Exposing the LASIK Scam

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 Post subject: They ruined my eyes and now offer to fix them again ?
PostPosted: Sat Jun 09, 2007 11:29 am 
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Hi everyone

I have been wearing glasses since the age of 4 and decided to get laser eye surgery done last year october at the age of 22. I have undergone the epi-lasek surgery which is suppose to be less flappening. I was on -3.25 with both eyes and am now 1.75 & 2.0. I have always been going to my aftercare appointments and was informed that they will become better over time which they haven't.

I have been suffering from dry eyes and find it hard to overcome it,I do drink lots of water, milk and fruit juices and also use eye drops and gel.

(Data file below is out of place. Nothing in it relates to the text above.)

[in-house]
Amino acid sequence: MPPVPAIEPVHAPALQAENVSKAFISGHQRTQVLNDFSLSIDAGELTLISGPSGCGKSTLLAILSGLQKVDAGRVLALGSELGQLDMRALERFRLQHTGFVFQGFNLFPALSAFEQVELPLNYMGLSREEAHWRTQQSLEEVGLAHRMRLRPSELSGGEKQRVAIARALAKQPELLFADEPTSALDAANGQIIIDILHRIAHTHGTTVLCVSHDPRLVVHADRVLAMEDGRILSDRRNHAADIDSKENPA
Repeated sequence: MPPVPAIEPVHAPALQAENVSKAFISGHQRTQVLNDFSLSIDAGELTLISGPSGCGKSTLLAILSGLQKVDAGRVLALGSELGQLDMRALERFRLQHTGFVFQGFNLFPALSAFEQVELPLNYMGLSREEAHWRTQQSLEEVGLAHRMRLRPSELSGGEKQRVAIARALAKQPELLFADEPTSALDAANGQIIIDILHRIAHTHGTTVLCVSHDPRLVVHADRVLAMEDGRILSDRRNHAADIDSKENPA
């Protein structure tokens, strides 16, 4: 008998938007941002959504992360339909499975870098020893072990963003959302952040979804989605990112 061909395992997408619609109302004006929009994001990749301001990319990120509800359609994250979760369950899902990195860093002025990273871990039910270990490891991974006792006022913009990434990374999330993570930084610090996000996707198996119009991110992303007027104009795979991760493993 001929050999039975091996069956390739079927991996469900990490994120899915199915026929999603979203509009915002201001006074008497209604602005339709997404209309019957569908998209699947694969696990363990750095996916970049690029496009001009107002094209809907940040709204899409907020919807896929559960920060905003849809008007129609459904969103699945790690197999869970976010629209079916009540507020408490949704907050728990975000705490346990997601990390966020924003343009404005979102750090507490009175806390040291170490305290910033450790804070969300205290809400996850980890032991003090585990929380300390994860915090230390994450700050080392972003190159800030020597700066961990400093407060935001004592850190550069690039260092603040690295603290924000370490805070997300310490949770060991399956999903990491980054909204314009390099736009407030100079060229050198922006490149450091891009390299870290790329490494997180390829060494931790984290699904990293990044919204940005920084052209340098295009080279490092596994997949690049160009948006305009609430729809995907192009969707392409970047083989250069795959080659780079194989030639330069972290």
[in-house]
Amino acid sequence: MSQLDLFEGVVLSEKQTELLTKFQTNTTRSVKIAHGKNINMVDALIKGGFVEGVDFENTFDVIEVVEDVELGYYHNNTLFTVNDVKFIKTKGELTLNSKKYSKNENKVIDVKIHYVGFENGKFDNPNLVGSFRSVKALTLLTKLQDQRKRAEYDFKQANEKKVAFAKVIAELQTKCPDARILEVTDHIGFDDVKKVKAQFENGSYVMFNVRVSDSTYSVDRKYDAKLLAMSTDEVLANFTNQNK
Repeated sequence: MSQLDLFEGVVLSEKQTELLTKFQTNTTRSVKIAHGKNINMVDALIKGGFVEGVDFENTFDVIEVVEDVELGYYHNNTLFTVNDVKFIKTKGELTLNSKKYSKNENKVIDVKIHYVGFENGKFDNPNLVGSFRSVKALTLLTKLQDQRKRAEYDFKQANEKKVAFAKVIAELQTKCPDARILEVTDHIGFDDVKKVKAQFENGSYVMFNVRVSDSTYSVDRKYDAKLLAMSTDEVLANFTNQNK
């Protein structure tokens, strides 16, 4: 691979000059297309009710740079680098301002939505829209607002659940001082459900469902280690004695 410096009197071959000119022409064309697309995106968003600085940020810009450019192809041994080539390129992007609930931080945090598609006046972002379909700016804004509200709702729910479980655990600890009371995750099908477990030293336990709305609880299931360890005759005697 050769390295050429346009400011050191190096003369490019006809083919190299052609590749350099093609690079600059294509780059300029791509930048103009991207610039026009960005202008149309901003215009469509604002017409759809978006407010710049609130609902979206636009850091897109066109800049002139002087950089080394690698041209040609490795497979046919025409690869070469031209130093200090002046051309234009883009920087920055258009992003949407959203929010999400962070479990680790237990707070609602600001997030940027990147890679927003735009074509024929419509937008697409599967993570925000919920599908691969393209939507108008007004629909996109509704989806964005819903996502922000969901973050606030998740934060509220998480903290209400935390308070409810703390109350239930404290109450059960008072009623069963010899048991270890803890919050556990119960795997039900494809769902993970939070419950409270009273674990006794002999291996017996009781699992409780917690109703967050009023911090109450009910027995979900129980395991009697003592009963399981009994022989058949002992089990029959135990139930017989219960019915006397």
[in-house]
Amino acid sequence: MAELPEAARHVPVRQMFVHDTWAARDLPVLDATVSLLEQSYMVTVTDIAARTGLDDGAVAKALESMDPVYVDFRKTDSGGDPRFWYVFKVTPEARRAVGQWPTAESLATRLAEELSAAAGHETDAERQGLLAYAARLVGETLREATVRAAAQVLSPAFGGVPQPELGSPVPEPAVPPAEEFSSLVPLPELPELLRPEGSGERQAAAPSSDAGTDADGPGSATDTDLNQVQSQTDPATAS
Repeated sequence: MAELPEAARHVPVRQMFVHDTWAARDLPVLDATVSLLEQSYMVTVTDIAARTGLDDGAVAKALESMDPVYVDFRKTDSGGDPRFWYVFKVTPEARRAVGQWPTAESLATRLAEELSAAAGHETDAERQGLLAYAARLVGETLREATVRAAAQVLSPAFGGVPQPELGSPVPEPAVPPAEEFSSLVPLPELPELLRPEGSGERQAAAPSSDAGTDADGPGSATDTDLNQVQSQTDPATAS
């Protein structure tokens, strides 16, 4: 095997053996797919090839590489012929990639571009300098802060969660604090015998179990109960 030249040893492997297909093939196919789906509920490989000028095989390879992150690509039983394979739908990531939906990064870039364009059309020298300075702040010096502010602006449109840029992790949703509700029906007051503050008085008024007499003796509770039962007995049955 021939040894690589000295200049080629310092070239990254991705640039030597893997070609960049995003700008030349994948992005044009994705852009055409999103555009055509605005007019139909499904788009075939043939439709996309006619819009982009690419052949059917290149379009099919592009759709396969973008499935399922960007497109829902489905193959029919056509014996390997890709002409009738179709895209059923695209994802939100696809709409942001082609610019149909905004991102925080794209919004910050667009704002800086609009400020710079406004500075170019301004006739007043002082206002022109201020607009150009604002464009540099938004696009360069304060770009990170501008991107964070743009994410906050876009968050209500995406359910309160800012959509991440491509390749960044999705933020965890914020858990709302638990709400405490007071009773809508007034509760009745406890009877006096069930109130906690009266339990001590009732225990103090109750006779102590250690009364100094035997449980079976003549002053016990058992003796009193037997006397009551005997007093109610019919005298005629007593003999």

I know exactly how it feels like suffering from dry eyes, you feel twice as heavy, the opposite of free and happy and always try to avoid the computer, your tv and the sun. I have been feeling very depressed over the last few weeks and have also put my business up for sale not knowing why I feel so dead and depressed all the time.

I thought there was something wrong with me mentally and thought of going to get special help. I was thinking of going into self improvement and confidence classes. I just couldn't stop feeling negative about everything and worst of all I couldn't make proper eye contact anymore.

Reading the messages on this forum showed me that I was not mentally ill or have a confidence problem. It was all the cause of laser eye surgery gone wrong. It basically screwed up my life making me feel suicidal all the time, always having the thought that nothing is going to get better and that no one understands that I am not this bad of a person.